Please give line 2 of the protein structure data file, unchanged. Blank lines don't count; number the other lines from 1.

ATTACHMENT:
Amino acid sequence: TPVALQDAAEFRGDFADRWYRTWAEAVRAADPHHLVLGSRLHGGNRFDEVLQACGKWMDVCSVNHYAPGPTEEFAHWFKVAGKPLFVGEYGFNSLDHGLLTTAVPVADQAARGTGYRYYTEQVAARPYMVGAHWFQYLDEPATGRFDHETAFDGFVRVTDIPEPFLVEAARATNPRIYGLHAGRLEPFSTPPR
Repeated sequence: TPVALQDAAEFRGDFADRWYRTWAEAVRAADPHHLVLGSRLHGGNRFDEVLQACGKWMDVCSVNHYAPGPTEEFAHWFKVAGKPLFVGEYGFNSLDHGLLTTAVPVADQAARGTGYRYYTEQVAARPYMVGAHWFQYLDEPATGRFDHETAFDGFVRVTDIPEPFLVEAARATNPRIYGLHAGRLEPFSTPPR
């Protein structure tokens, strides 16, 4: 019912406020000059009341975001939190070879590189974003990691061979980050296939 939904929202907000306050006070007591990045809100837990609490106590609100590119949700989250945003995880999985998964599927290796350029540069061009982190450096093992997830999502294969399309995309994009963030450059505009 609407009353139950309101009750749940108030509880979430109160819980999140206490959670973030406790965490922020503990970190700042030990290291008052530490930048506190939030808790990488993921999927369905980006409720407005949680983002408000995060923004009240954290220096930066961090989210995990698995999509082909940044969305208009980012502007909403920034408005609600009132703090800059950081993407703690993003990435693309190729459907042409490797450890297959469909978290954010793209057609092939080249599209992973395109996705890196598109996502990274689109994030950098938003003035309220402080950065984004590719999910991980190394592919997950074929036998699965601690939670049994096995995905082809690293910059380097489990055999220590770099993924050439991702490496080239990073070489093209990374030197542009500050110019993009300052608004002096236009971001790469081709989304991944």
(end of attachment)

Repeated sequence: TPVALQDAAEFRGDFADRWYRTWAEAVRAADPHHLVLGSRLHGGNRFDEVLQACGKWMDVCSVNHYAPGPTEEFAHWFKVAGKPLFVGEYGFNSLDHGLLTTAVPVADQAARGTGYRYYTEQVAARPYMVGAHWFQYLDEPATGRFDHETAFDGFVRVTDIPEPFLVEAARATNPRIYGLHAGRLEPFSTPPR